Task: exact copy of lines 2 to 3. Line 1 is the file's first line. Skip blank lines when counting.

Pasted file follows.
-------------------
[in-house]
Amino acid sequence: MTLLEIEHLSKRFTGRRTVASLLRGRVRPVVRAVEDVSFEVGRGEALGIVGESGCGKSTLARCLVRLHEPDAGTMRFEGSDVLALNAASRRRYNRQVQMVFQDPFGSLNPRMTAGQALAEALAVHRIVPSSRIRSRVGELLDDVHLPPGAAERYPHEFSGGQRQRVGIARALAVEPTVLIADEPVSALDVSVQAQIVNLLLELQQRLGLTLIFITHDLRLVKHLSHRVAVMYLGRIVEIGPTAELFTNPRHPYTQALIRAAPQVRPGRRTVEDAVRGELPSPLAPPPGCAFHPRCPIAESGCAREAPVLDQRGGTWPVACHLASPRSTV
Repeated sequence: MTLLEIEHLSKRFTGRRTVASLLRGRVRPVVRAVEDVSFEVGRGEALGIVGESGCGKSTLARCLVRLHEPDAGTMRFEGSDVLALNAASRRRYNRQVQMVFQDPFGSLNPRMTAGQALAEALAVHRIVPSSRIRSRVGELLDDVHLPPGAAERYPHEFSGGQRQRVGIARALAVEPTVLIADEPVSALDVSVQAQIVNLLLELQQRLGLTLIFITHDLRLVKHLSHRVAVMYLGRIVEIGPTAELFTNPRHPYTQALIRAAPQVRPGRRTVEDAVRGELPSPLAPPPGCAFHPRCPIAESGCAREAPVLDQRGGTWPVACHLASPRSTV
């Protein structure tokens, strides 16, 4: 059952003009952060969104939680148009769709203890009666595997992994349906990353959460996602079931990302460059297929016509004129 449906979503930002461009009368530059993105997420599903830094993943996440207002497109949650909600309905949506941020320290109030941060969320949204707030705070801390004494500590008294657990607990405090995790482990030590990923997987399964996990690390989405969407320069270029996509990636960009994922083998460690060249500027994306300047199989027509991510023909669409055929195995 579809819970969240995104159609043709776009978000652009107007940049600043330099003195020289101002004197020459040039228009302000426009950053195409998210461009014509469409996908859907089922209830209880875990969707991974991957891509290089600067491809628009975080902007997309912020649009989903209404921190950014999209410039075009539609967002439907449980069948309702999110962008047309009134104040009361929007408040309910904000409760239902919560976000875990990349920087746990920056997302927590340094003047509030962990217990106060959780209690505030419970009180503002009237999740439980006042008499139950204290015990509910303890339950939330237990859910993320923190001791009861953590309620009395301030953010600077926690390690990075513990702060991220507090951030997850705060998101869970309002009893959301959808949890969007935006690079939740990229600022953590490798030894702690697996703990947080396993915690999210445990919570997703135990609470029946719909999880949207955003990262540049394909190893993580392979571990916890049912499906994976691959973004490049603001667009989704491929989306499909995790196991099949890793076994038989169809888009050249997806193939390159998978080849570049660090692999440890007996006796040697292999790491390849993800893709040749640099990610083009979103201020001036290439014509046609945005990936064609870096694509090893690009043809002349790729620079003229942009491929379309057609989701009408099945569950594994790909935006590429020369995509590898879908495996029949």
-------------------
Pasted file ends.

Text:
Amino acid sequence: MTLLEIEHLSKRFTGRRTVASLLRGRVRPVVRAVEDVSFEVGRGEALGIVGESGCGKSTLARCLVRLHEPDAGTMRFEGSDVLALNAASRRRYNRQVQMVFQDPFGSLNPRMTAGQALAEALAVHRIVPSSRIRSRVGELLDDVHLPPGAAERYPHEFSGGQRQRVGIARALAVEPTVLIADEPVSALDVSVQAQIVNLLLELQQRLGLTLIFITHDLRLVKHLSHRVAVMYLGRIVEIGPTAELFTNPRHPYTQALIRAAPQVRPGRRTVEDAVRGELPSPLAPPPGCAFHPRCPIAESGCAREAPVLDQRGGTWPVACHLASPRSTV
Repeated sequence: MTLLEIEHLSKRFTGRRTVASLLRGRVRPVVRAVEDVSFEVGRGEALGIVGESGCGKSTLARCLVRLHEPDAGTMRFEGSDVLALNAASRRRYNRQVQMVFQDPFGSLNPRMTAGQALAEALAVHRIVPSSRIRSRVGELLDDVHLPPGAAERYPHEFSGGQRQRVGIARALAVEPTVLIADEPVSALDVSVQAQIVNLLLELQQRLGLTLIFITHDLRLVKHLSHRVAVMYLGRIVEIGPTAELFTNPRHPYTQALIRAAPQVRPGRRTVEDAVRGELPSPLAPPPGCAFHPRCPIAESGCAREAPVLDQRGGTWPVACHLASPRSTV